The potential impact of incorrectly registering mammograms with sonograms was reported by Conway et al in a study comprising 50 patients with masses or cysts.11 In this study standard mammograms and free-hand sonograms thought to correspond with mammographically visible regions of interest were acquired. A special compression paddle with a localization grid and a cutout was used to acquire mammograms and free-hand sonograms with the patient in the same position for both image acquisitions. The authors found that in 10% of the cases, the mammographic regions of interest did not correspond to those identified with free-hand ultrasound. This study illustrates that the potential for incorrect localization of regions of interest is real.

A solution to these issues of localization and operator dependence is to have a dedicated breast imaging system for 3D ultrasound breast imaging with the breast compressed in a manner similar to that in the x-ray mammography set up. Several researchers have proposed and constructed such dedicated breast scanning systems.12,13,14,15,16,17,18,19 These systems consisted of a compression paddle or similar breast immobilization device with the patient either seated upright or lying prone with the pendant breast immersed in a water bath. In these systems, the breast was scanned through a plastic plate. Kelly-Fry, et al., have been leaders in this effort over the past decade.16,17,18 They scanned the breast with a modest-quality ultrasound linear array through a moderately thin, rigid plastic mammographic compression paddle. Richter12,19 performed extensive studies involving scanning through a thick, rigid plate. In an earlier study at the University of Michigan, 3D ultrasound imaging, including vascular imaging was evaluated using a mammographic type system with a thin Mylar membrane.20 In general, improvements in localization were obtained with these approaches even though they were not fully developed for ease of use, image quality and appearance. In the Indianapolis system (Kelly-Fry), reverberations and defocusing effects in the rigid plate were not solved well. The Richter system suffered unnecessary attenuation of the ultrasound beam by the thick plastic compression plate. This forced the use of low ultrasound frequencies, which degraded spatial resolution. In all systems, ultrasound scanning with the breast in oblique and lateral views, and acoustic coupling to the breast were less than ideal. Other limitations included older imaging technologies, the need to display film from the two modalities and difficulty with interfacing bulky scanning systems on a mammography system. These early efforts did not use many of the advanced ultrasound imaging techniques that are beginning to show much promise for contributing to breast cancer detection and diagnosis. They also did not employ full-field digital mammography (FFDM) systems.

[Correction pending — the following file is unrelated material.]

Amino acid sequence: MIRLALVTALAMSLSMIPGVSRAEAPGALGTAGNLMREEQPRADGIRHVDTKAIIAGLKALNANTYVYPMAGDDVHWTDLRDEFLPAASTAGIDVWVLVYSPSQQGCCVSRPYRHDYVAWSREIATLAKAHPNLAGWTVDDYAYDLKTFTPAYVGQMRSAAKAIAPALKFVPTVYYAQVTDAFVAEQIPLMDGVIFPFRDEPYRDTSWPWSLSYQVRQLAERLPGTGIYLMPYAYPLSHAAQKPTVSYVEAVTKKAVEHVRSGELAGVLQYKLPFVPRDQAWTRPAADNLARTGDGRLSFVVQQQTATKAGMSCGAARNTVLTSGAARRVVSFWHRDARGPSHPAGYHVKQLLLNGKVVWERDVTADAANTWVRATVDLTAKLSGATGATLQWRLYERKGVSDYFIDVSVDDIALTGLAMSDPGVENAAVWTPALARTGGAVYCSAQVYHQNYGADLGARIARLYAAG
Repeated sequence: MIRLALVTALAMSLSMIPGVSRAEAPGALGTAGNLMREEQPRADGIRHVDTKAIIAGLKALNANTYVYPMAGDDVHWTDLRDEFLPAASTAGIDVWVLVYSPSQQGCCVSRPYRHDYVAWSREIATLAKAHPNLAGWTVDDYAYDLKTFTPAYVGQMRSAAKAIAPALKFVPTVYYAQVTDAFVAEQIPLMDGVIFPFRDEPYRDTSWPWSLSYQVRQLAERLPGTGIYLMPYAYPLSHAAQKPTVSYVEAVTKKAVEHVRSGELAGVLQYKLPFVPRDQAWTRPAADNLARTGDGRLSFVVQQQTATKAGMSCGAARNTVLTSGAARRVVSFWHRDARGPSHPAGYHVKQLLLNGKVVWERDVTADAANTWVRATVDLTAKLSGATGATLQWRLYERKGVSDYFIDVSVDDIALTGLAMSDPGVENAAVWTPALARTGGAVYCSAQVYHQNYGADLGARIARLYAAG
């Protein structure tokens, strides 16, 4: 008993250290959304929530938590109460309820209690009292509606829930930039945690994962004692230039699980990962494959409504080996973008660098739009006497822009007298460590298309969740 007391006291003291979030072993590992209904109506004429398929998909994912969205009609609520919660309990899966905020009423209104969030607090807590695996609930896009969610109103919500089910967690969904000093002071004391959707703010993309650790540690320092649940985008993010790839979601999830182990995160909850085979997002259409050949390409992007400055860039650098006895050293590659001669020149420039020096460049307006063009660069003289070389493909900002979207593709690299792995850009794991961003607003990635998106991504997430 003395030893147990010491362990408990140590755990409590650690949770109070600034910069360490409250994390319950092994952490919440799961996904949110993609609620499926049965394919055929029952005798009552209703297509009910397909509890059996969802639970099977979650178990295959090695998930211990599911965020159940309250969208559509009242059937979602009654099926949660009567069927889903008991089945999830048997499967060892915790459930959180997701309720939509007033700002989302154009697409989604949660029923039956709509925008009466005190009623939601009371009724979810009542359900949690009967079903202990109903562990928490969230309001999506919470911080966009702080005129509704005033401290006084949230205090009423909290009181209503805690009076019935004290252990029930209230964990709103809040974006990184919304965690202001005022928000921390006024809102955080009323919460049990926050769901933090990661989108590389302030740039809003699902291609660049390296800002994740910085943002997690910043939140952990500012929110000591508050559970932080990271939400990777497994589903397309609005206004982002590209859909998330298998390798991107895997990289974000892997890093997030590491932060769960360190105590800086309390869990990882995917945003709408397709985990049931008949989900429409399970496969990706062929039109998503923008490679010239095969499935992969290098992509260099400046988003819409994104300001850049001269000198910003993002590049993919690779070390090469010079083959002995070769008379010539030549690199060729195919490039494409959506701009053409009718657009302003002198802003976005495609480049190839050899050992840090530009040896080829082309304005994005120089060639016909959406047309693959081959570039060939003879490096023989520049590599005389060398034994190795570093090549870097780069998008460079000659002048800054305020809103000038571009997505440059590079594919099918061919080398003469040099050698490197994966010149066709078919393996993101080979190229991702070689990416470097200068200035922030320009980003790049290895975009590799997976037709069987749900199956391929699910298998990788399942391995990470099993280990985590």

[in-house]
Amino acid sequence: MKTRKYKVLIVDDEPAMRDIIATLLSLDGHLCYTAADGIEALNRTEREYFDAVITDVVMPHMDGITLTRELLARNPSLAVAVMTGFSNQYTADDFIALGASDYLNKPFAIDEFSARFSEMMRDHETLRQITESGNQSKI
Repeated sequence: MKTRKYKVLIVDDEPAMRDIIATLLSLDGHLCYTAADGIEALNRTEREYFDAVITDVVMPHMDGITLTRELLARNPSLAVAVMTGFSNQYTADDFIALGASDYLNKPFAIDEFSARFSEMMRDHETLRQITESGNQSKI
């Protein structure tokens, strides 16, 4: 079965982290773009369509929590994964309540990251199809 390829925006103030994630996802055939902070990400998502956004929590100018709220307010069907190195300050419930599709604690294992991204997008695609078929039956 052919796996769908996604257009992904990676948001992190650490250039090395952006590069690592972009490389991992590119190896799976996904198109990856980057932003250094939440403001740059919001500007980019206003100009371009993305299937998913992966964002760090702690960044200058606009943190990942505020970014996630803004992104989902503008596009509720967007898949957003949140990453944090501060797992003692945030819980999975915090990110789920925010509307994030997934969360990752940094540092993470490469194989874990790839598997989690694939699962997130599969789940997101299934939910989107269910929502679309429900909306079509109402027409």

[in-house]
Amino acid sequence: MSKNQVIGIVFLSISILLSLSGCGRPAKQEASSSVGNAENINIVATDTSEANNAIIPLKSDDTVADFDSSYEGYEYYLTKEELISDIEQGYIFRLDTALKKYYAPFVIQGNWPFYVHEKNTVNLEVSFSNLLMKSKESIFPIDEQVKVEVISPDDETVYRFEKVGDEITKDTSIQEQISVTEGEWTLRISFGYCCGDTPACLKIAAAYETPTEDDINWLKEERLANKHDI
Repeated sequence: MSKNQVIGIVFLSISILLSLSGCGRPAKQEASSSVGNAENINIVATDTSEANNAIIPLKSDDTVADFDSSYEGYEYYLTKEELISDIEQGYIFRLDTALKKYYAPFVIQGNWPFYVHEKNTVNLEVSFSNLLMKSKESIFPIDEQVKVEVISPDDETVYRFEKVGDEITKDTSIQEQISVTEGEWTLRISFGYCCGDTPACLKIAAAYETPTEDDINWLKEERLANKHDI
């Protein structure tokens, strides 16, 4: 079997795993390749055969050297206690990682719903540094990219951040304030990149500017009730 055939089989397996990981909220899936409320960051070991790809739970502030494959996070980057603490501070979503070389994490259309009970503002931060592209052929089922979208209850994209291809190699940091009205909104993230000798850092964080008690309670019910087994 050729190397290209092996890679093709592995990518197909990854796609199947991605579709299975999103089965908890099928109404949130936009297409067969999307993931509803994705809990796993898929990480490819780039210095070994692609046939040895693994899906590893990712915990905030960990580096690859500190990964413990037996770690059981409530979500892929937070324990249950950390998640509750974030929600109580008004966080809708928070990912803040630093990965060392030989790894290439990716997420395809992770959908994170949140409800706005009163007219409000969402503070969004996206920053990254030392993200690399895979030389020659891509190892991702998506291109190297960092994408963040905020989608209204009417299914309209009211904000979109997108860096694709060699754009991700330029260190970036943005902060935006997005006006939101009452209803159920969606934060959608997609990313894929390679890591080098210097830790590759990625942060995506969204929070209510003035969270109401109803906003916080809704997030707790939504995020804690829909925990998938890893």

In this work, a prototype compression paddle system has been developed that enables co-registered, sequential acquisition of digital mammograms and 3D US images of the breast within a single examination (Figure 1). The intent is to provide operator-independent, intrinsic registration of the two image sets through hardware design and therefore improved localization of regions of interest between the two modalities without adversely compromising image quality. It is expected that improved localization combined with the use of current state-of-the-art imaging systems will overcome many of the issues affecting image quality and registration reported in previous work.

Figure 1